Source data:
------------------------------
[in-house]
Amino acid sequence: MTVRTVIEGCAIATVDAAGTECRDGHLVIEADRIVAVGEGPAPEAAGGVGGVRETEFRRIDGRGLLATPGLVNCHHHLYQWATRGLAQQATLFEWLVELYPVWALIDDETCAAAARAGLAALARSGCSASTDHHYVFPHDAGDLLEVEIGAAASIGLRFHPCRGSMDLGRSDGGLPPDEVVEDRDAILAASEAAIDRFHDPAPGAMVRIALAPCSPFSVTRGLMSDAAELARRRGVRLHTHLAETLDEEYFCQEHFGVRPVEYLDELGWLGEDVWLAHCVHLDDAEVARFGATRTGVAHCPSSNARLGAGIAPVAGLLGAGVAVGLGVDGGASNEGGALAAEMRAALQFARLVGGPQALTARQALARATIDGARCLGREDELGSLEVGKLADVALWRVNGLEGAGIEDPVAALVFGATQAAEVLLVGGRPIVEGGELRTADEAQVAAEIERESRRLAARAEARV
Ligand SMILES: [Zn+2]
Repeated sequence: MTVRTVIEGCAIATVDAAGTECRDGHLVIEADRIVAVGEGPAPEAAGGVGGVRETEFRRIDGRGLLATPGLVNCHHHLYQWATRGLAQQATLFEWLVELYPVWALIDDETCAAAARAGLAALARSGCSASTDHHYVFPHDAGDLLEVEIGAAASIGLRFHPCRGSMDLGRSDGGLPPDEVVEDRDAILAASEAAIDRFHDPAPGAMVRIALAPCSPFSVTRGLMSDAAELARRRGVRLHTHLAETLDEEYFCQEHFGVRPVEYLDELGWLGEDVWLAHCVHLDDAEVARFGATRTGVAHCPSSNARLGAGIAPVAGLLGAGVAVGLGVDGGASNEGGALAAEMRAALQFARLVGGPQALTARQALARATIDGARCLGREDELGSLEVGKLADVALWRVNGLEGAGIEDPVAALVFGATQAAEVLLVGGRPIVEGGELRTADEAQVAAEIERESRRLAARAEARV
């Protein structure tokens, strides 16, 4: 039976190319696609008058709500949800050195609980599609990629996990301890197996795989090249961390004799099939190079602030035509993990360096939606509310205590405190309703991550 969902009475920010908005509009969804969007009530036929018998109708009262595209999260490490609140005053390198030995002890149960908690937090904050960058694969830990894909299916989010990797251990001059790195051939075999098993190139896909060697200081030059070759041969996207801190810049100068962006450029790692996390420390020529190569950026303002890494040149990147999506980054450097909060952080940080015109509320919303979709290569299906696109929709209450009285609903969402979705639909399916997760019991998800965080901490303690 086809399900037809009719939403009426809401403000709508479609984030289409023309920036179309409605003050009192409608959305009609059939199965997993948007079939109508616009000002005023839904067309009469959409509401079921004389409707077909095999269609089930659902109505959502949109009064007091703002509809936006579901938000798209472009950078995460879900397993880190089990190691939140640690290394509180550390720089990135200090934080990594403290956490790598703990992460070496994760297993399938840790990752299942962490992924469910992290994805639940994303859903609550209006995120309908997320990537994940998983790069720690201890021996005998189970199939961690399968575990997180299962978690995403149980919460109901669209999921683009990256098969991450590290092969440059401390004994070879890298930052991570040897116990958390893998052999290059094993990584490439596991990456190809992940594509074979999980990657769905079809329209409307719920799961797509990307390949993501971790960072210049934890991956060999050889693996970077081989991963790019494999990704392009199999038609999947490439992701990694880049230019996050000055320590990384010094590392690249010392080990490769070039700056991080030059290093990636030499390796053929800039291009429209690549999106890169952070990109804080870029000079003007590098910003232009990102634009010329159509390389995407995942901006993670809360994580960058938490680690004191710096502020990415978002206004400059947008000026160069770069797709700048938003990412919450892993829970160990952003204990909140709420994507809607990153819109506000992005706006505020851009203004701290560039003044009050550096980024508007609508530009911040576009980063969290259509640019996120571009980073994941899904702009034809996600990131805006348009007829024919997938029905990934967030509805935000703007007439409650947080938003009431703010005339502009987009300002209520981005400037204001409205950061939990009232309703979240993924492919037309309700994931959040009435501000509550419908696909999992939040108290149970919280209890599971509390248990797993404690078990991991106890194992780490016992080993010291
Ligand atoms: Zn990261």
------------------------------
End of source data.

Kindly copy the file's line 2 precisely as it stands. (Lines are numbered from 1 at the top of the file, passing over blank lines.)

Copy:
Amino acid sequence: MTVRTVIEGCAIATVDAAGTECRDGHLVIEADRIVAVGEGPAPEAAGGVGGVRETEFRRIDGRGLLATPGLVNCHHHLYQWATRGLAQQATLFEWLVELYPVWALIDDETCAAAARAGLAALARSGCSASTDHHYVFPHDAGDLLEVEIGAAASIGLRFHPCRGSMDLGRSDGGLPPDEVVEDRDAILAASEAAIDRFHDPAPGAMVRIALAPCSPFSVTRGLMSDAAELARRRGVRLHTHLAETLDEEYFCQEHFGVRPVEYLDELGWLGEDVWLAHCVHLDDAEVARFGATRTGVAHCPSSNARLGAGIAPVAGLLGAGVAVGLGVDGGASNEGGALAAEMRAALQFARLVGGPQALTARQALARATIDGARCLGREDELGSLEVGKLADVALWRVNGLEGAGIEDPVAALVFGATQAAEVLLVGGRPIVEGGELRTADEAQVAAEIERESRRLAARAEARV